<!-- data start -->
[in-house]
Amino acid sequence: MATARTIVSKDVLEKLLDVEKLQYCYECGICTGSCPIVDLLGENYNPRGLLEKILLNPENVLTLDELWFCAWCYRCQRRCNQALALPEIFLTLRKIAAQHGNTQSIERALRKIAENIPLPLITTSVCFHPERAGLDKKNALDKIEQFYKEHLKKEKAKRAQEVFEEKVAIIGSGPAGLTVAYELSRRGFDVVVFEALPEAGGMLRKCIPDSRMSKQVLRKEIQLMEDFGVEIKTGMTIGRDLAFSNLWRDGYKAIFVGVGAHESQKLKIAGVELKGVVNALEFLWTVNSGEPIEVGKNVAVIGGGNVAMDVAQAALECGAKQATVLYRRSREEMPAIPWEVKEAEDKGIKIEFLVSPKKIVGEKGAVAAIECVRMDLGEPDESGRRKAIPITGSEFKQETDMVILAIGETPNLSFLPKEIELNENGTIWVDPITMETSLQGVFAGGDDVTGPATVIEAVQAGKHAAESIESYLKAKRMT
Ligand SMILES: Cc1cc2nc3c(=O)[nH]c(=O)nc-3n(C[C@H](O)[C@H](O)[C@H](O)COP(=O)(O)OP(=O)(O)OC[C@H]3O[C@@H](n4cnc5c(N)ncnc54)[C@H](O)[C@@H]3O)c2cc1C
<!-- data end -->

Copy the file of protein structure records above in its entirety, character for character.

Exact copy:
[in-house]
Amino acid sequence: MATARTIVSKDVLEKLLDVEKLQYCYECGICTGSCPIVDLLGENYNPRGLLEKILLNPENVLTLDELWFCAWCYRCQRRCNQALALPEIFLTLRKIAAQHGNTQSIERALRKIAENIPLPLITTSVCFHPERAGLDKKNALDKIEQFYKEHLKKEKAKRAQEVFEEKVAIIGSGPAGLTVAYELSRRGFDVVVFEALPEAGGMLRKCIPDSRMSKQVLRKEIQLMEDFGVEIKTGMTIGRDLAFSNLWRDGYKAIFVGVGAHESQKLKIAGVELKGVVNALEFLWTVNSGEPIEVGKNVAVIGGGNVAMDVAQAALECGAKQATVLYRRSREEMPAIPWEVKEAEDKGIKIEFLVSPKKIVGEKGAVAAIECVRMDLGEPDESGRRKAIPITGSEFKQETDMVILAIGETPNLSFLPKEIELNENGTIWVDPITMETSLQGVFAGGDDVTGPATVIEAVQAGKHAAESIESYLKAKRMT
Ligand SMILES: Cc1cc2nc3c(=O)[nH]c(=O)nc-3n(C[C@H](O)[C@H](O)[C@H](O)COP(=O)(O)OP(=O)(O)OC[C@H]3O[C@@H](n4cnc5c(N)ncnc54)[C@H](O)[C@@H]3O)c2cc1C